Working under the lab hood: what are laboratory hoods used for?
The goal of a laboratory hood is to safely contain and/or remove hazardous biological and chemical contaminants before they can escape into the lab or environment.
Spanning benchtop models to walk-in units, hoods are used in fields ranging from chemistry to the life sciences to forensics. Ducted hoods remove contaminants using either constant or variable air volume. Since constant-volume hoods in particular tend to be energy guzzlers, recent efforts have focused on low-flow units that incorporate fume containment features to save energy while maintaining safety.
Additional types of ventilation devices include biological safety cabinets (HEPA filtered to Class I, II, or III levels); glove boxes, which offer a higher level of protection against inhalation; and dedicated units for use with perchloric acid, IVF, or PCR.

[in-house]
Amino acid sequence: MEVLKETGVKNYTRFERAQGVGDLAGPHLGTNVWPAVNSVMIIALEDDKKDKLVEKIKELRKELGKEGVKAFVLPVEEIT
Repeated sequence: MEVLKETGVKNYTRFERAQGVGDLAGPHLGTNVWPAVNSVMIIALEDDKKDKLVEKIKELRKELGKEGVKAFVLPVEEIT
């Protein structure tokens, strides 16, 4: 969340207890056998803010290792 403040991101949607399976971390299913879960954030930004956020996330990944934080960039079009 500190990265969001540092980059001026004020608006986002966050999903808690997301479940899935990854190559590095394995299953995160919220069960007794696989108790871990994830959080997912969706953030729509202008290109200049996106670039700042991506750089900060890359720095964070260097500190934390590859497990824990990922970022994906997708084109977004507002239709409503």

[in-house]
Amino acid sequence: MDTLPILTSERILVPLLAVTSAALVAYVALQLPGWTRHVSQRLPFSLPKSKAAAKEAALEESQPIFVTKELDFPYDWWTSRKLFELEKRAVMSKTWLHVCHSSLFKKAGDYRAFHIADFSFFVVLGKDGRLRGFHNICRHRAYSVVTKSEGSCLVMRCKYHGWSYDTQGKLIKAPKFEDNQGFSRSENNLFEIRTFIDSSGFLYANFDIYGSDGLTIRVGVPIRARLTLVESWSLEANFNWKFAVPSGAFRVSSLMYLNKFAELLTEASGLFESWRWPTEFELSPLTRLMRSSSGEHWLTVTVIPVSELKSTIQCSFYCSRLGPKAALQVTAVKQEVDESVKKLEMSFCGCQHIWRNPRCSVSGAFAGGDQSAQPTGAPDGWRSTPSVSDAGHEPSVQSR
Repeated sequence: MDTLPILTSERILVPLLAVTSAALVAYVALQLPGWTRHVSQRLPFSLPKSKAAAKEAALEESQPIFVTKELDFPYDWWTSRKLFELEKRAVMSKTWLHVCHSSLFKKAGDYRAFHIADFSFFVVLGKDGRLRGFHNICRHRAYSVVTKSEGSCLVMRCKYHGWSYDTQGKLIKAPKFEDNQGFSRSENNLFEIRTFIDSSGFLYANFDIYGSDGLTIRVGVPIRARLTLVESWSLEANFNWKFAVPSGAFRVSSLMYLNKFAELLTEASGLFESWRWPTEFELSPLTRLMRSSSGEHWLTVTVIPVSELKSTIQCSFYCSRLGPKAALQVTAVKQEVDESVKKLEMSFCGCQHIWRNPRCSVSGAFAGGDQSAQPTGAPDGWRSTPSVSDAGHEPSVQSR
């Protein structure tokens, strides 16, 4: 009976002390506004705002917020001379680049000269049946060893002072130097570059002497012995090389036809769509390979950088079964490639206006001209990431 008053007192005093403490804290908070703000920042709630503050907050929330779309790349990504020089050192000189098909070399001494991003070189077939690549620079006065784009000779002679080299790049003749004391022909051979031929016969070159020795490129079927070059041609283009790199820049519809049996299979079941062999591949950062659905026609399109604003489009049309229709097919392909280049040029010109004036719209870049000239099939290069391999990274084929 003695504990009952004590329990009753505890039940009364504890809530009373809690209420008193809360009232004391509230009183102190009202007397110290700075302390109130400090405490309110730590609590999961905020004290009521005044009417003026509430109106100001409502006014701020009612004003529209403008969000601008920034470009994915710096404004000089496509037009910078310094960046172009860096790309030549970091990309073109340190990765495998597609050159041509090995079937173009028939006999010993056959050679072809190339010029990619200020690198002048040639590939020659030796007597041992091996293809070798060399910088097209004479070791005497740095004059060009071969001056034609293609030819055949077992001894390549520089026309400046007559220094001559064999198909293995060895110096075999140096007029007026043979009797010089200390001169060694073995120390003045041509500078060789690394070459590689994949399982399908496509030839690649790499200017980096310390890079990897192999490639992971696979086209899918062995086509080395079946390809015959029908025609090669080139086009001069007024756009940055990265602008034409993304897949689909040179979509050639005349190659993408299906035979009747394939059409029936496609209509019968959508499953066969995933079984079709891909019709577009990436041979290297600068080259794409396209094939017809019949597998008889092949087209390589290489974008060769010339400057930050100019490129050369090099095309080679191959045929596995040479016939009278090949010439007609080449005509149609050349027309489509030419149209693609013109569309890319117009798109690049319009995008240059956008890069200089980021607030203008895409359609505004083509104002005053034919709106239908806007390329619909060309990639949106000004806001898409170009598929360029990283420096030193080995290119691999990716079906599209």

How do I choose a laboratory hood?
The first consideration should always be the application: Identify which chemicals and processes are being used. Are they flammable, or particularly corrosive?
For less toxic work, ductless enclosures, which use filters to control airborne hazards, might fit the bill. Common hood sizes range from 3 to 8 feet, so keep that in mind if any equipment needs to be housed inside the unit. Each type of hood material, including epoxy-coated steel, fiberglass, or poly resin, will offer specific heat resistance and compatibility advantages.
Although face velocity, the speed at which the air flow enters the hood, remains a prime consideration, today’s views on performance focus on containment.
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